Recycling, Reducing, and Reusing for a More Sustainable Tomorrow
Shawn McCarty and his sixth-grade students from Hoover Elementary in Stockton, Calif., gathered on a video conference Friday afternoon thinking they would be helping Principal Dr. Charleen Mah pilot a new distance-learning model. Instead, McCarty and his students learned that their project on recycling and water collection won first place in the 2020 Cal Water H2O Challenge, and they received the grand prize of a $3,500 classroom grant, $1,000 scholarship for each student, and $100 gift card per student to help support the local economy.
In collaboration with California Water Service, the North American Association for Environmental Education (NAAEE), and DoGoodery, the Cal Water H2O Challenge (challenge.calwater.com) is an annual classroom competition for grades 4-6 in schools served by Cal Water. The challenge asks students to tackle a local or global water-related issue through an interactive and collaborative classroom project. This year's grand-prize trip was changed to scholarships due to the school closures.
For their project titled "Water Collectors: Recycle, Reduce, Reuse," McCarty's sixth-graders wanted to find a solution for current and future droughts. Students addressed this issue by substituting the use of potable water with recycled rainwater harvested from self-designed water collectors. As part of the project, students researched the benefits of recycling plastic water bottles and how they could be repurposed as water collectors. Students designed and tested various models and discovered which was the most effective: a single-use, plastic water bottle with a laminated cone attachment. During their three-week collection period, they collected 500 milliliters of rainwater and used it for their classroom hydroponic garden.
Students took their research findings on recycling plastic bottles to the next level and learned about how much local recycling businesses would pay for their recycled bottles. "One of the most amusing successes of the project was the students tracking exactly how much money can be made from recycling plastic. Students are using real-world examples to not only complete credible and accurate research, but also to learn about business opportunities, environmental concerns, and the economics of natural resources," said McCarty.
McCarty described the Challenge as having lifelong effects in his students' daily lives. "With this project, we saw how easy it is to save, store, and recycle water. Several students said they would like to build rain collectors at their homes. I believe they are more likely now to recycle and reuse water in gardens than they were before."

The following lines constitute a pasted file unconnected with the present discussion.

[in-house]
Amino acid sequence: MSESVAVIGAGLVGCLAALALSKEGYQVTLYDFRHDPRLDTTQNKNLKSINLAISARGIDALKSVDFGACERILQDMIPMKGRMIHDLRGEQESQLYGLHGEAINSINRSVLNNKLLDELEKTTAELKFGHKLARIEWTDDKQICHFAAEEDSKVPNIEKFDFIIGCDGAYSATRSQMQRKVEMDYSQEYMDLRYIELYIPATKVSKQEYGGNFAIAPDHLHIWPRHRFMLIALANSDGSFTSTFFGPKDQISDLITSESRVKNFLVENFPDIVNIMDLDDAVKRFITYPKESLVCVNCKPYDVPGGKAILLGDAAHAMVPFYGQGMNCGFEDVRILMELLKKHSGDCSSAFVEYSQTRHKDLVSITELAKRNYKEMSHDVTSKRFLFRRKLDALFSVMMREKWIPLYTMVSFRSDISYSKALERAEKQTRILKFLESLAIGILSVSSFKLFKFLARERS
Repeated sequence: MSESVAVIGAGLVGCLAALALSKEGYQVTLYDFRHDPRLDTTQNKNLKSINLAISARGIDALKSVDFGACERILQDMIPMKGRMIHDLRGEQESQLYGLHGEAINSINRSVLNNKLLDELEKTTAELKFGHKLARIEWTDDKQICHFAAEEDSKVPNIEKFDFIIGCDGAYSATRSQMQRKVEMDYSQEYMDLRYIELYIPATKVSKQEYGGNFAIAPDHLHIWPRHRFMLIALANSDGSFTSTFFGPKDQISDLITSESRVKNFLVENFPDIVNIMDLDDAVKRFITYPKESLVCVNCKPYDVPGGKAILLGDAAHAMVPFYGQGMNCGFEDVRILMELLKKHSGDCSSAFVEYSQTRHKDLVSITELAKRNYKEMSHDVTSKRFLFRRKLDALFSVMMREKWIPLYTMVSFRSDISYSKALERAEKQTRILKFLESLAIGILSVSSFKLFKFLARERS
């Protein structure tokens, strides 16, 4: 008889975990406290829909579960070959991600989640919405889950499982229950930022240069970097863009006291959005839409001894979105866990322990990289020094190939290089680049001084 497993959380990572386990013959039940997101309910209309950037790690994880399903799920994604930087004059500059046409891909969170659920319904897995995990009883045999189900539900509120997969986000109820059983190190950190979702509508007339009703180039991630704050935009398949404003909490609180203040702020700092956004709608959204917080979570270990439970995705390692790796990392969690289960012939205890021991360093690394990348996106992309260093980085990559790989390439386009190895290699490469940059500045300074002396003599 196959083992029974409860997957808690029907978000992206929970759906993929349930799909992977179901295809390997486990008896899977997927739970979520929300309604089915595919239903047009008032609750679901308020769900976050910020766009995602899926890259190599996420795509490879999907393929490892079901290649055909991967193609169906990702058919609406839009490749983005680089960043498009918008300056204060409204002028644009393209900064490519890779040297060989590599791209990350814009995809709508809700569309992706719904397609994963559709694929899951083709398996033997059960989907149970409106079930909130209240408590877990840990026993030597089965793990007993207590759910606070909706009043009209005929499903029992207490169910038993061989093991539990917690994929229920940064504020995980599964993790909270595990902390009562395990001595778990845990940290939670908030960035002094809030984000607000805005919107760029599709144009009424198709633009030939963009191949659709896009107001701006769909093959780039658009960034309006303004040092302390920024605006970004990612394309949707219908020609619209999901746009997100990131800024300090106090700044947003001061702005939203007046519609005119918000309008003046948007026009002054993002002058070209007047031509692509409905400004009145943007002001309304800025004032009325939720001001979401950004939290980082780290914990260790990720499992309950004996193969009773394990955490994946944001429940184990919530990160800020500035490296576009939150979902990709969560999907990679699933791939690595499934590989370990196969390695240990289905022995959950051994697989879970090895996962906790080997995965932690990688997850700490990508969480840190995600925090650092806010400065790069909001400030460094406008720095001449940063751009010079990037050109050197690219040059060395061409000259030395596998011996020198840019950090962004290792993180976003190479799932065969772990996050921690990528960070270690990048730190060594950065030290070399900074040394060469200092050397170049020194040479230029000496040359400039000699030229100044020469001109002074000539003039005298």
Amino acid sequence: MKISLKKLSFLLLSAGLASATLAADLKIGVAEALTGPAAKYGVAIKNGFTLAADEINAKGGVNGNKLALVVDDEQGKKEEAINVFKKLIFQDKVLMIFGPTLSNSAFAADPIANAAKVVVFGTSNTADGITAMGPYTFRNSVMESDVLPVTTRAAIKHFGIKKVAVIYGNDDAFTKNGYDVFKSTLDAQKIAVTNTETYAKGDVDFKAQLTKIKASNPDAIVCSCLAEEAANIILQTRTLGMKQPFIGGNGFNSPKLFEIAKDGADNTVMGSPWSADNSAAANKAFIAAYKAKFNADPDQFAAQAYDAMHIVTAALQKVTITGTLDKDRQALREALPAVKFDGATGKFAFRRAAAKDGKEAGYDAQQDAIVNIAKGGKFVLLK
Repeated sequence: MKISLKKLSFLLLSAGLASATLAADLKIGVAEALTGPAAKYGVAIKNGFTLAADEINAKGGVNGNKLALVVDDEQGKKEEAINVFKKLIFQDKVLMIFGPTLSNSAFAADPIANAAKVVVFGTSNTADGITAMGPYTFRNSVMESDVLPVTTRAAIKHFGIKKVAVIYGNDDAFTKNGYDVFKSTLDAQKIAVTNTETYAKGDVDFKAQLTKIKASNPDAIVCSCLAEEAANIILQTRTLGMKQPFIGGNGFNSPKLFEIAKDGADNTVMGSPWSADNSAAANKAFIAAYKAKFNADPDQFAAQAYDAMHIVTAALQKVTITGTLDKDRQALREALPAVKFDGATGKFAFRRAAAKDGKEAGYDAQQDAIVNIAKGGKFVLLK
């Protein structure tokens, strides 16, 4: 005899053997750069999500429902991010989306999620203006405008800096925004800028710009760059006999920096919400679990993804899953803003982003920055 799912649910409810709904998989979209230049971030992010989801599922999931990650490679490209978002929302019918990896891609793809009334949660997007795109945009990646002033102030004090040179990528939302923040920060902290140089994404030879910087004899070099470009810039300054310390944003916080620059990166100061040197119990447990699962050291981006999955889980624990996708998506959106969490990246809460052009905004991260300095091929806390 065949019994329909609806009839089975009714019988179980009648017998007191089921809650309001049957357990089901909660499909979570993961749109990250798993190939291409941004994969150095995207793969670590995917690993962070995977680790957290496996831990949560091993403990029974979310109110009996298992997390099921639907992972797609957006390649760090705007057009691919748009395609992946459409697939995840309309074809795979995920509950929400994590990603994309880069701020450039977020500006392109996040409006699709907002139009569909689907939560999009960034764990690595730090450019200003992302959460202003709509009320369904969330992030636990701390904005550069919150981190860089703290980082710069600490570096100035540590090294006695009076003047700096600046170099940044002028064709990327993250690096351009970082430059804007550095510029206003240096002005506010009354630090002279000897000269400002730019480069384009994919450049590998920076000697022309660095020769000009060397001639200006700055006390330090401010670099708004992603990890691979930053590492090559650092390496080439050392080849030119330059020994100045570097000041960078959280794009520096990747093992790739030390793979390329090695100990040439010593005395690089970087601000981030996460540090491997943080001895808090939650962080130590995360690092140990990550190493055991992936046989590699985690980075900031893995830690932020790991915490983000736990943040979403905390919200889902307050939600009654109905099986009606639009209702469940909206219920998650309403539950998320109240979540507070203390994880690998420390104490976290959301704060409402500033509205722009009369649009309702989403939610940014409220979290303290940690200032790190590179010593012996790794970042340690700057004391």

"We are impressed by the creativity and commitment of Mr. McCarty's students to learn about the value of water in our daily lives," said Martin A. Kropelnicki, Cal Water President and CEO. "We are well served when future generations build this foundation and engage in water issues, so together, we can improve the quality of life in the communities we serve long-term."
"This competition demonstrates how teachers and students can take real-world problems to create real-world solutions," said Christiane Maertens, founder of DoGoodery. "Most importantly, this challenge introduces principles of STEM (Science, Technology, Engineering, and Math) and NGSS (Next-Generation Science Standards) early on in the classroom in a fun and interactive way, thus creating science-literate citizens of tomorrow."
Other Cal Water H2O Challenge winners include:
2nd place: Tammy Janos' fifth-grade class from Parkview Elementary School in Chico, Calif., designed a home that can conserve and purify water, which would support residents who live in areas with water quality challenges. This class won a $2,500 classroom grant, along with a $50 gift card and Cal Water prize pack for each student in the class.
3rd place: Kristen Thomas' fourth-/fifth-grade class from Little Chico Creek Elementary School in Chico, Calif., introduced a recycling program at school to educate students about the importance of reducing the plastic that gets into local waterways and oceans. The class won a $2,000 grant, along with a $50 gift card and Cal Water prize pack for each student.
4th place: Emily Akimoto's fourth-grade class from Sierra View Elementary School in Chico, Calif., formed committees that focused on water conservation, recycling, reusable items, and energy conservation, and educated students and the community on these practices that can help protect their county's water supply from climate change. This class won a $1,000 grant, along with a $50 gift card and Cal Water prize pack for each class student.
5th place: Mike Buckley's fifth-grade class from Murdock Elementary School in Willows, Calif., installed a French drain to prevent flooding in their school garden and instead send the potential floodwater to underground storage containers for future use. His class won a $500 grant, along with a $50 gift card and Cal Water prize pack for each student in the class.
For four decades, the North American Association for Environmental Education (NAAEE) has been dedicated to accelerating environmental literacy and civic engagement through the power of education. NAAEE supports a network of 20,000 educators and 54 regional affiliate organizations working in environmental education in more than 30 countries. For more information, visit www.naaee.org.
DoGoodery is a social impact agency for change makers seeking to do good in the world. DoGoodery offers a wide range of creative services, including strategic planning, program management, design, development, and content distribution. For more information, visit www.dothegoodery.com.